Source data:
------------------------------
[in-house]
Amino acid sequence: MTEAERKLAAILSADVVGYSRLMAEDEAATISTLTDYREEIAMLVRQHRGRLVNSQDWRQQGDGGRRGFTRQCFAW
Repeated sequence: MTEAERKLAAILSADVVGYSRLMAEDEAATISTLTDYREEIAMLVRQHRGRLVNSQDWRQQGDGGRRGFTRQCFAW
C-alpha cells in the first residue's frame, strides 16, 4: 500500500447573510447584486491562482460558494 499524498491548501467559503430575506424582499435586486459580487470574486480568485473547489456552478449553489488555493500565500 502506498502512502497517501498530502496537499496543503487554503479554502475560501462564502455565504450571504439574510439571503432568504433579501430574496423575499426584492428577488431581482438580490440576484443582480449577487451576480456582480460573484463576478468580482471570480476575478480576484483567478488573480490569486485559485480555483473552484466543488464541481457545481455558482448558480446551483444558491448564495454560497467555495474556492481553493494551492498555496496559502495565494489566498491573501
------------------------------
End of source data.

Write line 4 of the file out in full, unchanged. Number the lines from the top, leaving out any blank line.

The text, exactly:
C-alpha cells in the first residue's frame, strides 16, 4: 500500500447573510447584486491562482460558494 499524498491548501467559503430575506424582499435586486459580487470574486480568485473547489456552478449553489488555493500565500 502506498502512502497517501498530502496537499496543503487554503479554502475560501462564502455565504450571504439574510439571503432568504433579501430574496423575499426584492428577488431581482438580490440576484443582480449577487451576480456582480460573484463576478468580482471570480476575478480576484483567478488573480490569486485559485480555483473552484466543488464541481457545481455558482448558480446551483444558491448564495454560497467555495474556492481553493494551492498555496496559502495565494489566498491573501